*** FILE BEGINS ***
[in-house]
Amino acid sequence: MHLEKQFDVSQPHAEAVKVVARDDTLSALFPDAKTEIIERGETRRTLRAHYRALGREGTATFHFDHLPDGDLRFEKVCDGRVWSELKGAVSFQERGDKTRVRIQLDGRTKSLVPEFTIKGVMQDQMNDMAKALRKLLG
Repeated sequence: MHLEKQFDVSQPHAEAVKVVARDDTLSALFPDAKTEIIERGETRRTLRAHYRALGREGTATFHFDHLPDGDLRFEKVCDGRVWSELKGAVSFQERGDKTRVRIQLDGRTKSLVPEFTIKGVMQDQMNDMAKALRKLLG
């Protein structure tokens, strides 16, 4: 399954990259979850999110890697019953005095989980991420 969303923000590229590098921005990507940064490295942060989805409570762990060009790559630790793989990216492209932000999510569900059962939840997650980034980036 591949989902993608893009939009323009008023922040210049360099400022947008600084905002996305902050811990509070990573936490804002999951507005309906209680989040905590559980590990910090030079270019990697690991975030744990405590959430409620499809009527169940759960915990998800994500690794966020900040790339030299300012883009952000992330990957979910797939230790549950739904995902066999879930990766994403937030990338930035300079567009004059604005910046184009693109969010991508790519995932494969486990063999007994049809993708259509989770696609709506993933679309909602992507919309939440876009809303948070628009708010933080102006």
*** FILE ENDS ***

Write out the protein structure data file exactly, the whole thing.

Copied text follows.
[in-house]
Amino acid sequence: MHLEKQFDVSQPHAEAVKVVARDDTLSALFPDAKTEIIERGETRRTLRAHYRALGREGTATFHFDHLPDGDLRFEKVCDGRVWSELKGAVSFQERGDKTRVRIQLDGRTKSLVPEFTIKGVMQDQMNDMAKALRKLLG
Repeated sequence: MHLEKQFDVSQPHAEAVKVVARDDTLSALFPDAKTEIIERGETRRTLRAHYRALGREGTATFHFDHLPDGDLRFEKVCDGRVWSELKGAVSFQERGDKTRVRIQLDGRTKSLVPEFTIKGVMQDQMNDMAKALRKLLG
């Protein structure tokens, strides 16, 4: 399954990259979850999110890697019953005095989980991420 969303923000590229590098921005990507940064490295942060989805409570762990060009790559630790793989990216492209932000999510569900059962939840997650980034980036 591949989902993608893009939009323009008023922040210049360099400022947008600084905002996305902050811990509070990573936490804002999951507005309906209680989040905590559980590990910090030079270019990697690991975030744990405590959430409620499809009527169940759960915990998800994500690794966020900040790339030299300012883009952000992330990957979910797939230790549950739904995902066999879930990766994403937030990338930035300079567009004059604005910046184009693109969010991508790519995932494969486990063999007994049809993708259509989770696609709506993933679309909602992507919309939440876009809303948070628009708010933080102006």